LOUISVILLE, Ky. (WAVE) - A community conversation with south Louisville residents and city leaders became heated as citizens continue calling for transparency in how Louisville Metro Police and the city government operate.
The meeting was hosted inside of the Spirit Filled New Life Church Ministries on Hazelwood Avenue, where city residents and activists could discuss concerns with officials.
Louisville mayor Greg Fischer, former LMPD interim chief Yvette Gentry and current LMPD chief Erika Shields attended as part of an open dialogue hosted by the Office for Safe and Healthy Neighborhoods.
Questions being raised by the community included why there isn’t more transparency in how LMPD handles affairs in terms of gun violence and why the public isn’t being included in negotiating the city’s police union contract.
“We’re gonna keep at it, we’re going to earn your trust, obviously we have a long way to go,” Fischer said to the crowd.
Frustration continued as the crowd said their word was going unheard as calls to Mayor Fischer’s office were left without any form of response.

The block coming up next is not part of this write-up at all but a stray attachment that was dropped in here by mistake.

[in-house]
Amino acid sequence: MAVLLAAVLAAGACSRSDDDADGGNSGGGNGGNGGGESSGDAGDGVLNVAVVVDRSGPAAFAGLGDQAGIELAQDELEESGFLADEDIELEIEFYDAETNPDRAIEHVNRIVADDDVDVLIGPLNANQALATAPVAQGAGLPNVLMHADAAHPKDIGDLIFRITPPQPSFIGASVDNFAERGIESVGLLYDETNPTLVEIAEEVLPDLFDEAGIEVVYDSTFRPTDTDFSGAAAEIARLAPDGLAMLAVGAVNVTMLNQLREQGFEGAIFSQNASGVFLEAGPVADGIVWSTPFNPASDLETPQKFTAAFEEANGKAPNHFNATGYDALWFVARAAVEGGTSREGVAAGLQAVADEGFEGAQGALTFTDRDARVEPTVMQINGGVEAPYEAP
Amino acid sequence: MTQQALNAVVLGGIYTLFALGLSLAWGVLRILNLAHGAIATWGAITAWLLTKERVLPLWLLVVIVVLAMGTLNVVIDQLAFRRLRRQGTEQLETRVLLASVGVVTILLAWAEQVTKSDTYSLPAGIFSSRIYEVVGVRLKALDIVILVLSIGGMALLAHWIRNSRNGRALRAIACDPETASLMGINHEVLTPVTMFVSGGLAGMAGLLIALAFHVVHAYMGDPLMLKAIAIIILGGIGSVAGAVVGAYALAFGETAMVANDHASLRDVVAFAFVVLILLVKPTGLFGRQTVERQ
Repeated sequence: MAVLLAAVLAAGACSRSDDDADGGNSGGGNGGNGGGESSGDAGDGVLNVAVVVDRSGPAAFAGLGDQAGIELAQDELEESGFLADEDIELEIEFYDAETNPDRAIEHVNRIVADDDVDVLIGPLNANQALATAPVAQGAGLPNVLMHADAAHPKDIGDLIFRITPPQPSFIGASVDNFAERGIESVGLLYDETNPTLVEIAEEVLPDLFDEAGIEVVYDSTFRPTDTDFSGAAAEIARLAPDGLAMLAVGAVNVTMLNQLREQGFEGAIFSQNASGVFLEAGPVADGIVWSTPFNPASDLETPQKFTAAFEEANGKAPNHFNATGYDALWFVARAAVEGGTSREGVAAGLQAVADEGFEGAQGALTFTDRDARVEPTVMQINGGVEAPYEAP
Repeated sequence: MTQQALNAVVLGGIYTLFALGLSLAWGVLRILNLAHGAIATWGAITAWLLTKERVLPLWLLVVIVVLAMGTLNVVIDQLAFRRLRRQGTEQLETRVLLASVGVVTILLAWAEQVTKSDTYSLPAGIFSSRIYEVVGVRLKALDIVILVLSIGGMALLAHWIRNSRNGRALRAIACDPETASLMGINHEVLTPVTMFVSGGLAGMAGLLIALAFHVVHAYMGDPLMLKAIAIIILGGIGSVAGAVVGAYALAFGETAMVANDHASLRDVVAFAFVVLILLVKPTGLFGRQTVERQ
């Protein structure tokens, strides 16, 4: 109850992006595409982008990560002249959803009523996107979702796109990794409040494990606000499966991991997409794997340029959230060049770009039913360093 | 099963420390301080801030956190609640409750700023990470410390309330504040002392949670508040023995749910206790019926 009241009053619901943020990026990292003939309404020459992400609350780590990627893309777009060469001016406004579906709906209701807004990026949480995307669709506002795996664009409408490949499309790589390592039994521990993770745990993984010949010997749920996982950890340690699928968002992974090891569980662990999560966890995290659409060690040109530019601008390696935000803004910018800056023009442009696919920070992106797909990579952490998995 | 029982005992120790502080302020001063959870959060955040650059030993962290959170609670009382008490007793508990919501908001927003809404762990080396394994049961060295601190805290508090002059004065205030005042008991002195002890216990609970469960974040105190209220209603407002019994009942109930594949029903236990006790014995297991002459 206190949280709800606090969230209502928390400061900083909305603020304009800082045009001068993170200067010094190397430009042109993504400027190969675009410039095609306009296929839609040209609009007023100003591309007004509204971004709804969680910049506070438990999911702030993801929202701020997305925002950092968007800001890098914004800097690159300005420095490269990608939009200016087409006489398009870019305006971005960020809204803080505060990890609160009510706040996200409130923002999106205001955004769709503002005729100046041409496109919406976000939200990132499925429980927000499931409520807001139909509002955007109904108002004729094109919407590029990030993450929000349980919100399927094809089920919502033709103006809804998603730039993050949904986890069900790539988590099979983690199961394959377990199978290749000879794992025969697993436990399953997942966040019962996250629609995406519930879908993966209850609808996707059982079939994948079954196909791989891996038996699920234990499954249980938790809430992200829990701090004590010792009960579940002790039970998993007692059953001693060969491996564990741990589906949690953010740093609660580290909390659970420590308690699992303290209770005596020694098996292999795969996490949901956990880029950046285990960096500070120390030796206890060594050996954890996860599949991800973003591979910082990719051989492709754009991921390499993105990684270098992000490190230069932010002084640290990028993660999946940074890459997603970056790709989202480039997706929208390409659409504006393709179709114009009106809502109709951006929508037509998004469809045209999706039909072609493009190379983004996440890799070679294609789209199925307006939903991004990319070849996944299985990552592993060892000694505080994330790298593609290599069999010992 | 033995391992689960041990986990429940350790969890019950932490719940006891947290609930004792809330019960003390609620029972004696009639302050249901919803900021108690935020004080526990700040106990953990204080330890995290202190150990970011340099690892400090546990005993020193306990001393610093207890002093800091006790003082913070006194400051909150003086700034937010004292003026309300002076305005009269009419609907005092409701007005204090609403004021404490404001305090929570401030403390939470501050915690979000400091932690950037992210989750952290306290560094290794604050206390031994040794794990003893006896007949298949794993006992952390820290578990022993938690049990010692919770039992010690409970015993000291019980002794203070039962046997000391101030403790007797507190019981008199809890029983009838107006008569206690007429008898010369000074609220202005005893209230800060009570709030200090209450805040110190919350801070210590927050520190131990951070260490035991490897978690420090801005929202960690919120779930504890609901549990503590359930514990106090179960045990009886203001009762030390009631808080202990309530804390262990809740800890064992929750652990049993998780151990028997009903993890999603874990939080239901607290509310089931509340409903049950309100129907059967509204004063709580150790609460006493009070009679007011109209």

Fischer released a statement following Saturday’s conversation.
“People want to be heard. I understand that. My team and I have worked hard to connect with protesters and others as we work toward greater equity and reimagining public safety in our community, and we have implemented a number of reforms based on those conversations, including the no-knock warrant ban, a Civilian Review Board and changes in our search warrant process among many others. And we will keep listening as we continue reforms. Chief Shields, Vincent James and our Office for Safe and Healthy Neighborhoods, and I welcome all productive conversations as we continue to move our city forward.”
LMPD Chief Shields also responded about Saturday’s conversation, hoping continued conversations can begin “unifying the city.”
“Yesterday, I attended a community meeting at Spirit Filled New Life Church Ministries held by The Office for Safe and Healthy Neighborhoods. One of the most critical parts of my role is to listen to the concerns of the community. I hear the frustration residents are expressing and I appreciate the open and honest dialogue. These conversations are an essential part of the process of unifying our city. I am committed to leading LMPD through necessary reforms and improvements to get to a place where we, as a community, are working together. I welcome feedback and I always will.”
Organizers said they plan to continue bringing these meetings together in the future, saying the community’s questions will continue bringing light to the situation to get things done.